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Trans doctor warns against puberty blockers: Medical community 'zigged' too far Left

Transgender
LGBT activists and their supporters rally in support of transgender people on the steps of New York City Hall, October 24, 2018 in New York City. |

Two trans-identified healthcare professionals are raising concerns about the rush to affirm children suffering from gender dysphoria and the longterm consequences of puberty blockers. 

In an exclusive interview with Wall Street Journal contributor Abigail Shrier published on Substack, Dr. Marci Bowers and clinical psychologist Erica Anderson cast doubt on the effectiveness of puberty blockers and lamented the demands for conformity within the medical community regarding the transgender debate. Both Bowers and Anderson are trans-identified men who go by female names and belong to the World Professional Association for Transgender Health, which “sets the standards worldwide for transgender medical care.” 

Bowers, a surgeon who performs gender reassignment surgeries and has been tapped to lead WPATH beginning next year, told Shrier that “We zig and then we zag, and I think maybe we zigged a little too far to the left in some cases.”

The doctor alleged that within WPATH, “there are definitely people who are trying to keep out anyone who doesn’t absolutely buy the party line that everything should be affirming, and that there’s no room for dissent.” 

Shrier noted that a similar mentality exists within corporate media: “Anderson told me [he] submitted a co-authored op-ed to The New York Times warning that many healthcare providers were treating kids recklessly. The Times passed, explaining it was ‘outside our coverage priorities right now.’” 

While Bowers is the doctor who performed trans-affirming surgery on famous trans-identified reality star Jazz Jennings, the surgeon is speaking out about some of the consequences of the puberty blockers. Specifically, Bowers warned that “if you’ve never had an orgasm pre-surgery, and then you’re puberty’s blocked, it’s very difficult to achieve that afterwards.” 

Bowers has come to believe that the risks of puberty blockers outweigh the benefits: “Believe me, we’re doing some magnificent surgeries on these kids, and they’re so determined, and I’m so proud of many of them and their parents. They’ve been great. But honestly, I can’t sit here and tell you that they have better — or even as good — results.”

“They’re not as functional,” Bowers added. “I worry about their reproductive rights later. I worry about their sexual health later and ability to find intimacy.” 

Shrier reported that the U.S. began to adopt affirmation of trans-identified children with puberty blockers as the standard operating procedure by embracing the Dutch Protocol. The Dutch Protocol is based on research conducted in the Netherlands portraying puberty blockers in a favorable light.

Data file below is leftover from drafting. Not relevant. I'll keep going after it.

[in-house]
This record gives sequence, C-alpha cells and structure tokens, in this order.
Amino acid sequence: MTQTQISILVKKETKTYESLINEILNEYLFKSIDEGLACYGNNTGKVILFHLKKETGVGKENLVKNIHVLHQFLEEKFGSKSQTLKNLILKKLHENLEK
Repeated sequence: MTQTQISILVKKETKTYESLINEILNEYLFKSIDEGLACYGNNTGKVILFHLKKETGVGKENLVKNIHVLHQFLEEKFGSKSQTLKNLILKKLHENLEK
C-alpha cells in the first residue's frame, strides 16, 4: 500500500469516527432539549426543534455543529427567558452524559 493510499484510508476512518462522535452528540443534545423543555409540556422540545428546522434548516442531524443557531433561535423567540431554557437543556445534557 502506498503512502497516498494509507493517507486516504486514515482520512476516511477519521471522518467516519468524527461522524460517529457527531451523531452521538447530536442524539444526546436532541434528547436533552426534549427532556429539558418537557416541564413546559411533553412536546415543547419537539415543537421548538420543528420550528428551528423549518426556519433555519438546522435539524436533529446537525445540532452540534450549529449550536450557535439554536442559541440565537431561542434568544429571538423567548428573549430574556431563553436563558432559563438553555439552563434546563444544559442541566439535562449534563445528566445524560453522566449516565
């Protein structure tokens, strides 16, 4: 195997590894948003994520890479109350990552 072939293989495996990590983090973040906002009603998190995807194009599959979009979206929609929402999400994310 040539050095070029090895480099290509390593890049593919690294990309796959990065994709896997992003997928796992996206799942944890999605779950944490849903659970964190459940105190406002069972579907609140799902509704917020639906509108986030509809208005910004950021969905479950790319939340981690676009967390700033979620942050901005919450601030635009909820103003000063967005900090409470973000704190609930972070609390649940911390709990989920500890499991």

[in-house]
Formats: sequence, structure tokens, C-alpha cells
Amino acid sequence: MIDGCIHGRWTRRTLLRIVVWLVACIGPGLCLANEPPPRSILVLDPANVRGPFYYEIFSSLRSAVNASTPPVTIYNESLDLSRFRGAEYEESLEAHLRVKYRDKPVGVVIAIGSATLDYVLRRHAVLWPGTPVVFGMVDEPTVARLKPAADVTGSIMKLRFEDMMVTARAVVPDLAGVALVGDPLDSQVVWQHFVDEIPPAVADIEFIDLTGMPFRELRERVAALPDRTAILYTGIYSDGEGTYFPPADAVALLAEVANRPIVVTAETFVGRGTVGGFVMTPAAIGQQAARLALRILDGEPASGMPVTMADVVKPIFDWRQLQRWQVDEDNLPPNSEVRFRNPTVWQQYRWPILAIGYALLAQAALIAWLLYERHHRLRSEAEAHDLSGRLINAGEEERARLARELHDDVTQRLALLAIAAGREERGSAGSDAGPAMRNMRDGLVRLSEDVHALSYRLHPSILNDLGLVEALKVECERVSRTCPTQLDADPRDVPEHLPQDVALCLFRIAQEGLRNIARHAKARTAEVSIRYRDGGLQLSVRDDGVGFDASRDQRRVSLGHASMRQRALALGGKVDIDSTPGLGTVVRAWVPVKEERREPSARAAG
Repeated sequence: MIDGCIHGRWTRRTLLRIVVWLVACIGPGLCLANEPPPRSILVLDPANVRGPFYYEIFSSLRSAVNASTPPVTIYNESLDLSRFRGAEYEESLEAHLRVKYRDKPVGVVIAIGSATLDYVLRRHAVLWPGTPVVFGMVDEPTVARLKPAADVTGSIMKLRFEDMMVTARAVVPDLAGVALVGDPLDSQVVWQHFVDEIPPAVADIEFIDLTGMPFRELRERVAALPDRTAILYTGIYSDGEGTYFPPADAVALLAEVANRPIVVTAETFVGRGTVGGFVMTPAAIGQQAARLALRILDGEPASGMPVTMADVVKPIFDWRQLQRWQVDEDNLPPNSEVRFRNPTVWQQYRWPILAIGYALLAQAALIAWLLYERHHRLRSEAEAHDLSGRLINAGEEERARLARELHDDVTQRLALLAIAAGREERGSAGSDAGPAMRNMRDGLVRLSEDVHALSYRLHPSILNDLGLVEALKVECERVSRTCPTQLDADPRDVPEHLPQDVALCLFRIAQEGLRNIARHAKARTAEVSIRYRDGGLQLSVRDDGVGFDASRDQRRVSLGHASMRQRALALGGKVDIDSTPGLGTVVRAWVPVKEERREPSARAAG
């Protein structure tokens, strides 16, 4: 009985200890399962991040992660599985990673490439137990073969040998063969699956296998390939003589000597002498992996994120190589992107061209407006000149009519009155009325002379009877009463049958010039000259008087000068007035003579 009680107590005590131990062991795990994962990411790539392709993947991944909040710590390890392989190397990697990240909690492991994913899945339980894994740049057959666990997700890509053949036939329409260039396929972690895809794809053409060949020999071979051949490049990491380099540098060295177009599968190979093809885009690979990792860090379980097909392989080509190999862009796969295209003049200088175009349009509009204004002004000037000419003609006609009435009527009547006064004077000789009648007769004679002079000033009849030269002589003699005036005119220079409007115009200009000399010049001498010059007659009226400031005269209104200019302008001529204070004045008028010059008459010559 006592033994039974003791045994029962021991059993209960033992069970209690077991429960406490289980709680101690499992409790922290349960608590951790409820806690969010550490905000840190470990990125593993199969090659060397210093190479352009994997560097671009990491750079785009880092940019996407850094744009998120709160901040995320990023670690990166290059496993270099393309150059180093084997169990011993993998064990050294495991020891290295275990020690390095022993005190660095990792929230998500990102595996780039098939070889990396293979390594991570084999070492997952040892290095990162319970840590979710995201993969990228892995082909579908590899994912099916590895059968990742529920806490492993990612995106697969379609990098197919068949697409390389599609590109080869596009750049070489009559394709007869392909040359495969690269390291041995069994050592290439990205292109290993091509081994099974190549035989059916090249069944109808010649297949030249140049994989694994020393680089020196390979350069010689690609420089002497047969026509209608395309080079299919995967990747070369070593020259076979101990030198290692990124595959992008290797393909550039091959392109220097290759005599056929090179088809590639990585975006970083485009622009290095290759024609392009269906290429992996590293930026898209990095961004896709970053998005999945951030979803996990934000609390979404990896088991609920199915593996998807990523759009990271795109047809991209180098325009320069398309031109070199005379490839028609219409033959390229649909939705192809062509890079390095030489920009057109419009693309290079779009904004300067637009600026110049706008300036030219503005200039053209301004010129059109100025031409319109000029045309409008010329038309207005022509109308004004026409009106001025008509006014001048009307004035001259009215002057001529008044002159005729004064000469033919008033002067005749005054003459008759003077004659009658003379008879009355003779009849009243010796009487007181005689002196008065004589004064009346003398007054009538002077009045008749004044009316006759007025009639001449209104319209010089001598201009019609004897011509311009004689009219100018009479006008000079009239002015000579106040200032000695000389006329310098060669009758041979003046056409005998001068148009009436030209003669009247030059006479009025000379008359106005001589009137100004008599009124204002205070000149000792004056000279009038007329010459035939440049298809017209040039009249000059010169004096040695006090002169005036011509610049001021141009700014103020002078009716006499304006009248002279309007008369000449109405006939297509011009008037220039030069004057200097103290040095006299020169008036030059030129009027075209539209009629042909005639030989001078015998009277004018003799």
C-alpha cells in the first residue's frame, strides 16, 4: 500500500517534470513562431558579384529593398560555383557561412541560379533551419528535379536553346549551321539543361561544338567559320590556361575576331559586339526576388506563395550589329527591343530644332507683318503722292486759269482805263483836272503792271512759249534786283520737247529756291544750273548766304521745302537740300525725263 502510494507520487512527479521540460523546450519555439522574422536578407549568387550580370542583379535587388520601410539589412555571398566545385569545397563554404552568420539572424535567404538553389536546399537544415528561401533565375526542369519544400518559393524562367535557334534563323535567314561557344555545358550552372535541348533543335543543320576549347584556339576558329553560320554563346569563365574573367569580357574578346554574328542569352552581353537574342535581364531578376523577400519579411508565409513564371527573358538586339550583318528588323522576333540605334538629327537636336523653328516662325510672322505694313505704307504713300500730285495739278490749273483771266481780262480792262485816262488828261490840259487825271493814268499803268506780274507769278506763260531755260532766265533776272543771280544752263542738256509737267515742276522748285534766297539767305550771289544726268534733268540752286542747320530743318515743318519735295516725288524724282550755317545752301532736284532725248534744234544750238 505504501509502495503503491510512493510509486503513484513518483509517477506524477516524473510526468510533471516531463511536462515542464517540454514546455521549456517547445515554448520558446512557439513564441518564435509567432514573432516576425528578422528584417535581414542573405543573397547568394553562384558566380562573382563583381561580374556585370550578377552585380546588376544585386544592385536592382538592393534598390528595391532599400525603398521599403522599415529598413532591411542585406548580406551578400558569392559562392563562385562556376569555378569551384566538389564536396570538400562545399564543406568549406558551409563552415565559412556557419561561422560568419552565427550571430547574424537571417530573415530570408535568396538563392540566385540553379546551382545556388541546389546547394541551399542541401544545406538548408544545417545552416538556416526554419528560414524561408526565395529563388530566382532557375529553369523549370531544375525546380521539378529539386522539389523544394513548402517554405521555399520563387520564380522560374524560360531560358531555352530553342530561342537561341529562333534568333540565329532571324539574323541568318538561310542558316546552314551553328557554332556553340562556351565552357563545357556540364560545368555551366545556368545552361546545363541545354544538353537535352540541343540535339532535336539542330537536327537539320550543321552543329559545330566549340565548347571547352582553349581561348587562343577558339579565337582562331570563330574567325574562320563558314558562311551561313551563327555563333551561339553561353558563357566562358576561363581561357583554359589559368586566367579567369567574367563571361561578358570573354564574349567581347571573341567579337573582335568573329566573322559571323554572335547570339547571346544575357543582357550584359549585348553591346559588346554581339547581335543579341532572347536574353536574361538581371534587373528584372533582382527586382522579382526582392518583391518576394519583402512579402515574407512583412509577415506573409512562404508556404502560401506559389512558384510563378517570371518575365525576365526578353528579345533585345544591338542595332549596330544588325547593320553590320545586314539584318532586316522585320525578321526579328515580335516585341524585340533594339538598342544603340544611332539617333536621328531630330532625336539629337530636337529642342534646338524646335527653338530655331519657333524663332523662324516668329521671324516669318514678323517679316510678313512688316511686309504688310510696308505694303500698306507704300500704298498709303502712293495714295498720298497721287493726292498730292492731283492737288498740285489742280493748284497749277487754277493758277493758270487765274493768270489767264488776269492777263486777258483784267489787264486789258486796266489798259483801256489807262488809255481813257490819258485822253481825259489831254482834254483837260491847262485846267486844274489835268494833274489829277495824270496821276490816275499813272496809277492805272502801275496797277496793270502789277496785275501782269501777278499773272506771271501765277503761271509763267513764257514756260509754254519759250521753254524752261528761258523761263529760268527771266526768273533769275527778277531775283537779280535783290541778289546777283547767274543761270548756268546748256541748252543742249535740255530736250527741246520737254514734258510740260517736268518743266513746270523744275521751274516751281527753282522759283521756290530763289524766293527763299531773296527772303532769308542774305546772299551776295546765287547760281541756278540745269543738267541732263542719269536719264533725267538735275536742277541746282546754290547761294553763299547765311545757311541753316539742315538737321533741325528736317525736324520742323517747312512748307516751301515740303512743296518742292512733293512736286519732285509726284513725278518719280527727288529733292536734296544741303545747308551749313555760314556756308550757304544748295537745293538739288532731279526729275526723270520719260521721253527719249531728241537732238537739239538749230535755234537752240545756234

According to Shrier, “the thinking behind the protocol was: Why make a child who has suffered with gender dysphoria since preschool endure puberty, with all its discomforts and embarrassments, if that child were likely to transition as a young adult?”

Shrier wrote that when a U.S. hospital first began relying on the Dutch Protocol in 2007, “researchers believed blockers’ effects were reversible.” When asked if puberty blockers were reversible, Bowers responded by saying, “I’m not sure,” adding, “I’m not a fan.” 

The doctor also explained that the common use of tissue from the stomach and bowel to construct “neovaginas” in trans-identified males can cause colon cancer in addition to other complications: “If it’s used sexually, you can get this chronic colitis that has to be treated over time. And it’s just in the discharge and the nasty appearance and it doesn’t smell like vagina.”

Both Bowers and Anderson weighed in on the phenomenon of “rapid onset gender dysphoria,” which refers to the rise in the number of biological females seeking to change their gender.

A survey of 70,000 American college students conducted by the American College Health Association revealed that the share of biological female college students who identify as transgender rose from 1 in 2,000 in 2008 to 1 in 20 in 2021. At the same time, the number of gender clinics in the U.S. has grown from one in 2007 to hundreds today. 

Shrier, who wrote a book about the phenomenon, titled Irreversible Damage: The Transgender Craze Seducing Our Daughters, and other researchers attribute the rise in “rapid onset gender dysphoria” to peer pressure stemming from the prevalence of trans influencers on social media.

Bowers agreed: “I think there probably are people who are influenced. There is a little bit of ‘Yeah, that’s so cool. Yeah, I kind of want to do that too.’” 

Anderson predicted that “we’re going to have more young adults who will regret having gone through this process” as a result of medical professionals “rushing people through the medicalization” as well as failing to “evaluate the mental health of someone historically in current time, and to prepare them for making such a life-changing decision.” Bowers elaborated on some of the underlying mental health factors that may cause young girls to want to transition and urged parents to think twice about doctors rushing to confirm gender dysphoria.

“When you have a female-assigned person and she’s feeling dysphoric, or somebody decides that she’s dysphoric and says your eating disorders are not really eating disorders, this is actually gender dysphoria, and then they see you for one visit, and then they recommend testosterone — red flag!”

Ryan Foley is a reporter for The Christian Post. He can be reached at: ryan.foley@christianpost.com

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